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Journey to a Revolution: A Personal Memoir and History of the Hungarian Revolution of 1956
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Journey to a Revolution: A Personal Memoir and History of the Hungarian Revolution of 1956

3.86 of 5 stars 3.86  ·  rating details  ·  72 ratings  ·  11 reviews
The Hungarian Revolution of 1956 was not just an extraordinary and dramatic event—perhaps the most dramatic single event of the Cold War—but, as we can now see fifty years later, a major turning point in history. Here is an eyewitness account, in the tradition of George Orwell's Homage to Catalonia.

The spontaneous rising of Hungarian people against the Hungarian communist
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Hardcover, 240 pages
Published September 19th 2006 by Harper (first published 2006)
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James
"For those who survived, life goes on, and even looking back in time, for those of us who were there, the events of October and November 1956 seem remote now, something out of another age." (p 205)

Michael Korda is able to combine history and memoir in one package that at times reads like a novel, but at its heart is a very personal story of one man and his Hungarian heritage. The history is an inspiring story of the David versus Goliath battle that took place in Hungary in 1956. Korda was a stu
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Andrea
I picked this up at the library while planning our trip to Budapest. It was primarily the story of a few Oxford undergrads wandering around in the middle of a violent revolution. Somehow it reminded me of some of Connie Willis's time traveling characters. Korda did a fine job of recounting the state of affairs for anyone with a basic understanding of the events leading up to the Cold War, and a good job of explaining why the entire worlds' attention seemed to be focused elsewhere throughout the ...more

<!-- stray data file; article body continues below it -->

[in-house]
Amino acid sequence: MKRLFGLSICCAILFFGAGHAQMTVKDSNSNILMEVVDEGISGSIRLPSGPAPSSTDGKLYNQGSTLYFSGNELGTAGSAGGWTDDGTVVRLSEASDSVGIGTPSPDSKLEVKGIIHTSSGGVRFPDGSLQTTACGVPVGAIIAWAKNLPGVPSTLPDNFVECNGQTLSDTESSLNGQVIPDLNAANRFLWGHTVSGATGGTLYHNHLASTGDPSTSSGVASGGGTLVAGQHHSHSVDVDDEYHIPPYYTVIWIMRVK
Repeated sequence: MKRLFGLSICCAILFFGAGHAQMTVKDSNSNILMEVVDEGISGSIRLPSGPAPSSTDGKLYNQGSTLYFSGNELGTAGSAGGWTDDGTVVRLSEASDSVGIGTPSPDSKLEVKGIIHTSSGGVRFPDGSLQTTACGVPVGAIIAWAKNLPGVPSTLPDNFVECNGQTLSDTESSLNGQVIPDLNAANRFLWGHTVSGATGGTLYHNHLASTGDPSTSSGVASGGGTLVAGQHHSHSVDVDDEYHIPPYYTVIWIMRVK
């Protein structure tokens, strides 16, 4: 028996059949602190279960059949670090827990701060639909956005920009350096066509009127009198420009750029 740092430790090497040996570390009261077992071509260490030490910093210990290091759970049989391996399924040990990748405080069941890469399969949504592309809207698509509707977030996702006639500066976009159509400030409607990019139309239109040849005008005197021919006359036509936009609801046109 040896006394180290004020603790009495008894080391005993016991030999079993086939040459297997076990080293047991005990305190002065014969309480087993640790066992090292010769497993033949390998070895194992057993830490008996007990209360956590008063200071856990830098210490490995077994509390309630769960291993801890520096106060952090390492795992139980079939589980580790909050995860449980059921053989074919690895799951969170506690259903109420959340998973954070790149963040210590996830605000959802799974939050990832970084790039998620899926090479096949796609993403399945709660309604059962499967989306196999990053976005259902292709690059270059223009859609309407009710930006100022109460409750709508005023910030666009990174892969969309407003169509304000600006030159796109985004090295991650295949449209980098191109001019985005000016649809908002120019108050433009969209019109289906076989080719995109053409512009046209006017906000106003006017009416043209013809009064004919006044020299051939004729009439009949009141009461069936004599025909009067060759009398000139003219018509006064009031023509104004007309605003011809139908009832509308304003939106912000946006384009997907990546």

Margarita Morris
I really enjoyed this book. It's not a blow by blow account of the Hungarian Uprising, but that was a good thing for me because I can find those sort of books a bit overwhelming. Michael Korda has a wonderful talent for summing up big historical events and periods in a pithy style which explains the situation perfectly and, at times, renders it even humorous. This is a personal account of the events he and his friends witnessed and it is written with warmth and insight.
Susan Hasler
Arresting eye-witness account.
Terry
he certainly is proud of his Hungarian heritage...except for the constant love fest this was a very interesting read. I enjoyed it and learned something along the way. Now for the really weird part---I'd never heard of his uncle, KORDA the director. He was mentioned a great deal in this book---and then, a day after I finished this book, I flipped to a random page in The Letters of Nancy Mitford and Evelyn Waugh and read that Nancy Mitford sold the rights to one of her books to the director KORDA ...more
Suzanne
I got this book from my sister for Christmas and just finished reading it. I loved it! It was so interesting and helpful to better understand the history of Central/Eastern Europe and the importance of the events that took place in 1956. Of course, my grandfather was Hungarian and I have visited the country, so I have a special interest in the place and the people.
Julie
I read this after reading The Historian. I learned a lot about the tumultuous history of Budapest and Hungary from that book, and I wanted some more factual information to back it up. This was a fast read, really, and fascinating.
Jen
This was a great, quick read -- a memoir of someone who, as a young man, was in Budpest during the 1956 revolution and got to konw some of the student revolutionaries. Vivid, felt like I was there while reading it.
Russ
The first half of the book is the personal memoir and a little slow, but the second half gets more into the history of the Hungarian revolution and was pretty interesting.
Sarah
i brought this along to hungary, but only just started on the plane ride back...
Anna Koczak
An unforgettable adventure.
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